Then, without much effort on my part, it felt like someone removed a rather large hippopotamus from my chest. I could go into all the psycho-babble about this event, but I don’t feel like it.
My happiness level skyrocketed, which hasn’t happened in a while.

Then I started thinking about all of this stuff differently. All these guys that I hate here, and wouldn’t mind seeing them trampled by a herd of Haji goats. I just started looking at them as what they are. Just someone who is passing through my life. You’ll be here for a while, then the deployment will end and I’ll never have to see you again. So to hell with you. All these things that piss me off, once again, the deployment will end and these things will never matter again. All the stuff at home that aggravates me because I am here, which means I either can’t do anything about it, or I can’t be a part of it. Well that stuff, while a bit more meaningful than the previous two, will also pass. So why get my panties in a bunch about any of it.

Basically, I went from thinking the sky was falling. To remembering that the sun will come up tomorrow and today won’t mean a thing. I even got over the pity thing. Pity won’t help anyone. These people don’t need my pity, nor do they want it. They could care less. These guys have been living like this forever. Who the hell am I to judge them and/or their lives. I’ll tell you one thing I know for sure, the way they live is so much harder than the way that I do that I am almost envious of them given the fact that they can do it.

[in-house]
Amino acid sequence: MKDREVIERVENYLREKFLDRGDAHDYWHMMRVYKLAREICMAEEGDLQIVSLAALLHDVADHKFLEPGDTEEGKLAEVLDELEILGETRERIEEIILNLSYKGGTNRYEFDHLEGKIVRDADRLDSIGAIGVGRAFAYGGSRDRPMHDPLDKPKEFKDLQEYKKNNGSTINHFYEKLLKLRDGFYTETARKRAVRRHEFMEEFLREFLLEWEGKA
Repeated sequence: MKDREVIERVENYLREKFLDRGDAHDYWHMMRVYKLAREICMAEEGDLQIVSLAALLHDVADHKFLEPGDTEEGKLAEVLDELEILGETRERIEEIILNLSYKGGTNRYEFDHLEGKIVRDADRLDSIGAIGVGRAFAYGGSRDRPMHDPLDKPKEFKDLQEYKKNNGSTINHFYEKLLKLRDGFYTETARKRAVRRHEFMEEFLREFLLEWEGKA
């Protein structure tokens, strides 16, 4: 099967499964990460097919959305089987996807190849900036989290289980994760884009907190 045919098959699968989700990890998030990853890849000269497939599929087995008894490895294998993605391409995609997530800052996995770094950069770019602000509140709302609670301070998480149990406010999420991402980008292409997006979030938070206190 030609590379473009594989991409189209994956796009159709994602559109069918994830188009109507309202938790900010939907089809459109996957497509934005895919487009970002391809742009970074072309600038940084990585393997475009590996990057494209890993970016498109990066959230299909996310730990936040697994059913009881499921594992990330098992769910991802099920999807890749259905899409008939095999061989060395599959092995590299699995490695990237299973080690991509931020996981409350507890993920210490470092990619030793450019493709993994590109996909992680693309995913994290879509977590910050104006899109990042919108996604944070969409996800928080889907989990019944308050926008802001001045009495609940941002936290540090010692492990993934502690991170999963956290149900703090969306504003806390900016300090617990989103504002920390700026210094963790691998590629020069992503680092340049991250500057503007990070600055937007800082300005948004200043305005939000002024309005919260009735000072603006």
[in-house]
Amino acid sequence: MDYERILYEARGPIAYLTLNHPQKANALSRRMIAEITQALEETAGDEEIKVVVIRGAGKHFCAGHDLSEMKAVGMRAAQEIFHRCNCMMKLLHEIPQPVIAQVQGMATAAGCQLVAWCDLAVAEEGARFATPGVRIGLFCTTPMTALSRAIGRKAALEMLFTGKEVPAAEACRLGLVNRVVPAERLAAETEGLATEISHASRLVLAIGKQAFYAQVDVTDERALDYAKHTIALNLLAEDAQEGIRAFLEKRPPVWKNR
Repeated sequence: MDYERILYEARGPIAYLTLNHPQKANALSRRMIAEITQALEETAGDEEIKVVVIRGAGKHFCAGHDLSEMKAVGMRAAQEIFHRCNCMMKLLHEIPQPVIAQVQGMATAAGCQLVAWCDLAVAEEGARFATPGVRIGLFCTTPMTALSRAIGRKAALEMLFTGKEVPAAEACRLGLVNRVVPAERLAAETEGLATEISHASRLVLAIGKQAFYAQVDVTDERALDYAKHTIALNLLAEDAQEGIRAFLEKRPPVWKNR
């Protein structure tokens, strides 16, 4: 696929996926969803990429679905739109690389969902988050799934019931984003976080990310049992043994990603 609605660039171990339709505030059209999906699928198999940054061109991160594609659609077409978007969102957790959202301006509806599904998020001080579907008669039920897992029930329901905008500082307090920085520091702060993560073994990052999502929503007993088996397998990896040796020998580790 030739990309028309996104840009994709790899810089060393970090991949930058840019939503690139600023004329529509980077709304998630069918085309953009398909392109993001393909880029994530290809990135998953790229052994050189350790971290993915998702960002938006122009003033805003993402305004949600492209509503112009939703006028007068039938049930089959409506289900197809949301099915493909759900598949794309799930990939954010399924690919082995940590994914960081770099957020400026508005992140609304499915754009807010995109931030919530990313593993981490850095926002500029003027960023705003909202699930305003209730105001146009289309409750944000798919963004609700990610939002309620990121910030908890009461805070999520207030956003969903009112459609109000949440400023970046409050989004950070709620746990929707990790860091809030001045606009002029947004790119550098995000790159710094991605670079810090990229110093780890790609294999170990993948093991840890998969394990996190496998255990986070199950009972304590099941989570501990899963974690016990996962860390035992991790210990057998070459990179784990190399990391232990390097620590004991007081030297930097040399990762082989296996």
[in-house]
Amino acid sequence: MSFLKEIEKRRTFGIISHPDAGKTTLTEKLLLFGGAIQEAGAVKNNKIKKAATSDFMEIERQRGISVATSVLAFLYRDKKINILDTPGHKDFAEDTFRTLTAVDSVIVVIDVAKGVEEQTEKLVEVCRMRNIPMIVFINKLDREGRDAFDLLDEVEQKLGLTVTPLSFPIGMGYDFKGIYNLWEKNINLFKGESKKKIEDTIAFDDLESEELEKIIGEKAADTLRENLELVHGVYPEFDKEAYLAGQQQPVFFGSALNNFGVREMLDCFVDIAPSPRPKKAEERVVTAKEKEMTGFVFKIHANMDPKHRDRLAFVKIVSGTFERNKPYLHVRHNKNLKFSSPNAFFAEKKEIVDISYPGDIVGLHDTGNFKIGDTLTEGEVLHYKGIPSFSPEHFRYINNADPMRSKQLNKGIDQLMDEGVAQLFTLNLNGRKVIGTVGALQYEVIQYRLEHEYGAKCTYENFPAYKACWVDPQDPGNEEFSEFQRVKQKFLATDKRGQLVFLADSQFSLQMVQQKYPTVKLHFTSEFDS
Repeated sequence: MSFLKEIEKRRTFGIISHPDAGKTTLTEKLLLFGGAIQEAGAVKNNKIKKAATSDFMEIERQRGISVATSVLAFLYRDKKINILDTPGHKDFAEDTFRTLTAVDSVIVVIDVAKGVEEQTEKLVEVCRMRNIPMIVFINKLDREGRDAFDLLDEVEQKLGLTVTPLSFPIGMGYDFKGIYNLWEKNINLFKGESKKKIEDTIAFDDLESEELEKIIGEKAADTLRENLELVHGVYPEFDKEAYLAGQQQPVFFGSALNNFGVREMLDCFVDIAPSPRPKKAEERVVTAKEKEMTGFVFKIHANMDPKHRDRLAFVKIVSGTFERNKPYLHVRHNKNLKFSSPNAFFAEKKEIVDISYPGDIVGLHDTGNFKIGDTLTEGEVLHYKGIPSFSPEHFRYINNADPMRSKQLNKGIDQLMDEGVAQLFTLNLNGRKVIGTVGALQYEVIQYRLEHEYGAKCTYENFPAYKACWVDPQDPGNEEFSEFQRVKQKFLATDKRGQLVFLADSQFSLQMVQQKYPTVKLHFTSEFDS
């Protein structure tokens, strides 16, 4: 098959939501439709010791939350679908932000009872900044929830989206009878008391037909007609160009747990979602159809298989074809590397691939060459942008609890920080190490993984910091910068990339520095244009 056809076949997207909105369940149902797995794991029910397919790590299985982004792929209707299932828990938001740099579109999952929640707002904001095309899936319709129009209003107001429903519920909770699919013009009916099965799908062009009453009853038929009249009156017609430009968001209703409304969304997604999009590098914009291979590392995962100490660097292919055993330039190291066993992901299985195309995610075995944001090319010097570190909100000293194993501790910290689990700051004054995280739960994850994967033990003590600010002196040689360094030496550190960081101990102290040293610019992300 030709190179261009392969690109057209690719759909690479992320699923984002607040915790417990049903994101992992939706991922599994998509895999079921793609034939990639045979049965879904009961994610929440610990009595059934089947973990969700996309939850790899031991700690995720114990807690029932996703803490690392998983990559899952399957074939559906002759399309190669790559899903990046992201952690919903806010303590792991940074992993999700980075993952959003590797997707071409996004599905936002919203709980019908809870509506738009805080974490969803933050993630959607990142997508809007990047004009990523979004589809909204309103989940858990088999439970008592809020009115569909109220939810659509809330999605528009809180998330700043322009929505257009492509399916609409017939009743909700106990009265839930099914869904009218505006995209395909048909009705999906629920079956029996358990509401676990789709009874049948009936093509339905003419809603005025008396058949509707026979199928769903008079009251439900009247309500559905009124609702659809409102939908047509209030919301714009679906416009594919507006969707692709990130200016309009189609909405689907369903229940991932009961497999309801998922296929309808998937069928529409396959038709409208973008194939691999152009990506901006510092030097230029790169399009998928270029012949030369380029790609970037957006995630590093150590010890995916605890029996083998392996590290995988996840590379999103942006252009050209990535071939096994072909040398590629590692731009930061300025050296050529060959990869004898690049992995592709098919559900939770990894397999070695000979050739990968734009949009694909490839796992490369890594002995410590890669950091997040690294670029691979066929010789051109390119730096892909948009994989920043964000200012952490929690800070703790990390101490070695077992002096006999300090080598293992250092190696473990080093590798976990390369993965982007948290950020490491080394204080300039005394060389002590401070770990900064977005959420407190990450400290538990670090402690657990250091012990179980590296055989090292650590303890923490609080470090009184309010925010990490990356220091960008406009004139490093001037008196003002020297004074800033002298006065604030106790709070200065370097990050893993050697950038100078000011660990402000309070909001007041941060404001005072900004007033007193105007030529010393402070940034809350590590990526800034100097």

This is what my brain does. I can go from my mom telling me to stop swearing to figuring out some (in my own tiny mind) cosmic secret that wrests me from the grip of one hell of a depression.

So here we go, its another day... And thanks again Mom. You always say the right thing. Whether you know it or not.

And with that, I am done.

Later,

I love you mom...

3 comments:

  1. I got a bit faklempt reading that. mazel tov on your personal growth, and i mean that in the most non-patronizing way possible.

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  2. MudPuppy...my wildest dreams (rather nightmares) could not take me to your present reality!
    As you describe home, I am once again reminded of the blessings we take for granted...because of you and your comrades!
    We don't want. We don't need. We are a spoiled nation. We are America. We are what you fight for. What generations before you and generations to come will fight for.
    Please know, I am grateful.
    Please know, I am not alone.
    You are so richly blessed to know your mom, as your mom.
    She is good for you, and you are good for us!
    ~AM

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  3. Hi MP - here's a blurb taken from an article about Chris Abeyta - the guy from Midlothian who lost his life - he too felt the same way. Not many of us get the opportunity to open up the minds of many. Your friend the friendly ghost has done that for us and you have too - and I know there are many more out there who have come to know who spoiled we are and also how fortunate. I have so much respect for the fact that you guys are over there and as I saw at the funerals this week-end, there are many that do. There are lots of frustrations but I think there are alot of lessons learned in gratitude as well. It may sound kind of dorky - but I think it's true. Any who . . . below is a blurb from the article.
    On Tuesday afternoon in their Midlothian home, with many pictures of their son, Sgt. Abeyta's mom spoke of his desire to serve and of a letter that he sent home last October in which he explained proudly that he felt he was making a difference, and that people who never have been exposed to life in a third world country really don't know how fortunate they are.